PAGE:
Syllabus for Spring 2008

Last updated: 20 August 2008

**Instructor:** Jason Corso (jcorso@cse)

**Course Webpage:**
`http://www.cse.buffalo.edu/~jcorso/t/2008F_702`

Syllabus:
`http://www.cse.buffalo.edu/~jcorso/t/2008F_702/syllabus.pdf`.

**Meeting Times:**
Thursday 1-3

**Location:**
Bell 242

**Office Hours:**
Wednesday 1-2:30 or by appointment

**Course Overview:**
This seminar will focus on Grenander's Pattern Theory from a practical, contemporary perspective. Pattern Theory is the study of patterns from a representational perspective rather than a recognition one. Miller and Grenander write "Pattern theory attempts to provide an algebraic framework for describing patterns as structures regulated by rules, essentially a finite number of both local and global combinatory operations. Pattern theory takes a compositional view of the world, building more and more complex structures starting from simple ones. The basic rules for combining and building complex patterns from simpler ones are encoded via graphs and rules on transformations of these graphs." We will explore various theoretical aspects of modern pattern theory (e.g., probabilistic graphical models, grammars, matrix groups, information measures, manifolds, Markov processing and sampling) in the context of practical problems in computer vision and medical imaging.

Students will be required to give one or two (depending on seminar size) prepared lectures during the semesters.

**Course Project:**
If letter grading is desired by student, s/he will complete a
research-level term project on some pattern theoretic problem. The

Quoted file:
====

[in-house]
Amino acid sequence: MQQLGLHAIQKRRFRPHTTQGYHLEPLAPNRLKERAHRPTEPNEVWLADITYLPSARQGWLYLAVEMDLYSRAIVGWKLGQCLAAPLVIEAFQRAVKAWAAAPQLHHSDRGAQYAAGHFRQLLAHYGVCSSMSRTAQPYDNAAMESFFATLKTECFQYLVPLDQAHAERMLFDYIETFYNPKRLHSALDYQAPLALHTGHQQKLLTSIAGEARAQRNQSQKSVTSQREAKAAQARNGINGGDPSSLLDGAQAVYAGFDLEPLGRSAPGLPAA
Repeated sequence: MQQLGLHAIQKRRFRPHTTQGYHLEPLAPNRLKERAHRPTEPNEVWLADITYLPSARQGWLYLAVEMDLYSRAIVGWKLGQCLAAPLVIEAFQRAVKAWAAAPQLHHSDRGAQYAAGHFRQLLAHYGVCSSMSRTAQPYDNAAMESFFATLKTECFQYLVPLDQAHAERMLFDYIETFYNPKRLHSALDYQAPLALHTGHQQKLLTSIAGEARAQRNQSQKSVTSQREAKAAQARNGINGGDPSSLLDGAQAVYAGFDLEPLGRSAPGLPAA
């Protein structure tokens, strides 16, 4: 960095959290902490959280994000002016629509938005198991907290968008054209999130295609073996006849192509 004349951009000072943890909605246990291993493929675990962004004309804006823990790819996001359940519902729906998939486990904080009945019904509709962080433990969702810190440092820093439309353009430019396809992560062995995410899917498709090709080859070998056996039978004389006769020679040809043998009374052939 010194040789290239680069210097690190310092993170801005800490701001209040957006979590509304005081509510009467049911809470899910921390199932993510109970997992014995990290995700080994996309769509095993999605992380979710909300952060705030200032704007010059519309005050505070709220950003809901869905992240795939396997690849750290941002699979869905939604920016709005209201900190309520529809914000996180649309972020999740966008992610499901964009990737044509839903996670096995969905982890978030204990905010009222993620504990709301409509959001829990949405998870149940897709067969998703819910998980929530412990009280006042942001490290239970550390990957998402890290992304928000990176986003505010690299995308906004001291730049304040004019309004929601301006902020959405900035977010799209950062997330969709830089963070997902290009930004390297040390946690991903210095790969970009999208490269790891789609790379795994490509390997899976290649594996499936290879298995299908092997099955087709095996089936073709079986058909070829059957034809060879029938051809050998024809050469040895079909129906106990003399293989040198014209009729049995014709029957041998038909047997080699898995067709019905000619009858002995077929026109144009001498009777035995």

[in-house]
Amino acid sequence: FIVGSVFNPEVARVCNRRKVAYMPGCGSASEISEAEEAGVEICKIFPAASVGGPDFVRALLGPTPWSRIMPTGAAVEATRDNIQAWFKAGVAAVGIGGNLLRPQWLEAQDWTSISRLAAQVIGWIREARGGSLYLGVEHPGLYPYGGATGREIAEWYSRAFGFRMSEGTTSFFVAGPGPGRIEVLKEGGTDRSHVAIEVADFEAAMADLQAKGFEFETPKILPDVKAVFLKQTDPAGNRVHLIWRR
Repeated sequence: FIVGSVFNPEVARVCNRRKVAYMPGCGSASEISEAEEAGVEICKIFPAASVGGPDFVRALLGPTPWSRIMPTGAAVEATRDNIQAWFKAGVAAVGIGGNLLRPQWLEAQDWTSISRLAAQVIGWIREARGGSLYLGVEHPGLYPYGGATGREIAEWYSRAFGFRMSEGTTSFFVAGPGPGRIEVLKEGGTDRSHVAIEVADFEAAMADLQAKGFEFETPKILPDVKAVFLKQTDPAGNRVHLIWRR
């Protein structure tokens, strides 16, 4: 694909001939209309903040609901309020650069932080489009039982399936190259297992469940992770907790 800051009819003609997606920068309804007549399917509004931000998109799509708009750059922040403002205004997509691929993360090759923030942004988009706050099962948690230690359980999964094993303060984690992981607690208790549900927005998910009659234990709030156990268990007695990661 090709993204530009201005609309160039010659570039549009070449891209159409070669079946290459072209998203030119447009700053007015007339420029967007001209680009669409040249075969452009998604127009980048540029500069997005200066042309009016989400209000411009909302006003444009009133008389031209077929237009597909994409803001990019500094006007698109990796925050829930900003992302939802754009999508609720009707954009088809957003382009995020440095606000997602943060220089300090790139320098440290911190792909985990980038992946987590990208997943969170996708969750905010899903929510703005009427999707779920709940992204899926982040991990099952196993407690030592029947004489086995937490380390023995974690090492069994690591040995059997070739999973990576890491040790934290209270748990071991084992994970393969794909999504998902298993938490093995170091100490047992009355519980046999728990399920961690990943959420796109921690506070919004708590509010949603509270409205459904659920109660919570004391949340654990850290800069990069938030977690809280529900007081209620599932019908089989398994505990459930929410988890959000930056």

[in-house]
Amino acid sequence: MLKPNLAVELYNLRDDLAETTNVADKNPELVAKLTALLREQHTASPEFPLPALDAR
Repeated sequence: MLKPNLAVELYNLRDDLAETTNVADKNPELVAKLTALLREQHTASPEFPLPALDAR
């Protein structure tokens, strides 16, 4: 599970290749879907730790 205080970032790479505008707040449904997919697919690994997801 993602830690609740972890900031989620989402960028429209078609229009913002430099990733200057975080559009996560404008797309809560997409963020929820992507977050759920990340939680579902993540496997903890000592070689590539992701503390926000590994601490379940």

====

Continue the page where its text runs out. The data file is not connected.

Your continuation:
project should align well with his/her own research and will be
designed in conjunction with the professor.

**Prerequisites:**
It is assumed that the students have working knowledge of the material
in pattern recognition (CSE 555), computer vision (CSE 573), machine
learning (CSE 574) and Bayesian vision (CSE 672). Permission of the
instructor is required if these pre-requisites have not been met.

**Course Goals:**
After taking the course, the student will have a working knowledge of
pattern theory and be able to take pattern theoretic approaches in
their research.

**Textbooks:**
We are lucky to have an advance copy of Mumford and Desolneux's new
book on Pattern Theory. I will distribute copies of this text to the
class. This will be our main course material.

Supplementary texts are

- Grenander, "Elements of Pattern Theory." Johns Hopkins Studies in Mathematical Sciences. 1996.
- Grenander and Miller, "Pattern Theory: From Representation to Inference." Oxford University Press. 2007.

**Grading:**
Grading is S/U; letter grading is available as an option and requires a project.

**Student Participation:**
Each student will be responsible for *leading the discussion*
on an entire chapter from the text. We will spend two weeks on each
chapter. During the first week, we will cover the chapter material
(During this time, the leader will essentially give a lecture (slides
or board is fine). Each student will have read the chapter. We will
emphasize discussion as we cover the chapter material.) During the
second week, the student will cover solutions to three of the
exercises at the end of each chapter. The student will indicate which
exercises s/he has chosen by (or before) the first of the two weeks,
and everyone is expected to complete the exercises. While the student
has full power (almost) over which exercises are selected, at least
one must be computational in nature and at least one must be
theoretical in nature.

Syllabus for Spring 2008

Last updated: 20 August 2008

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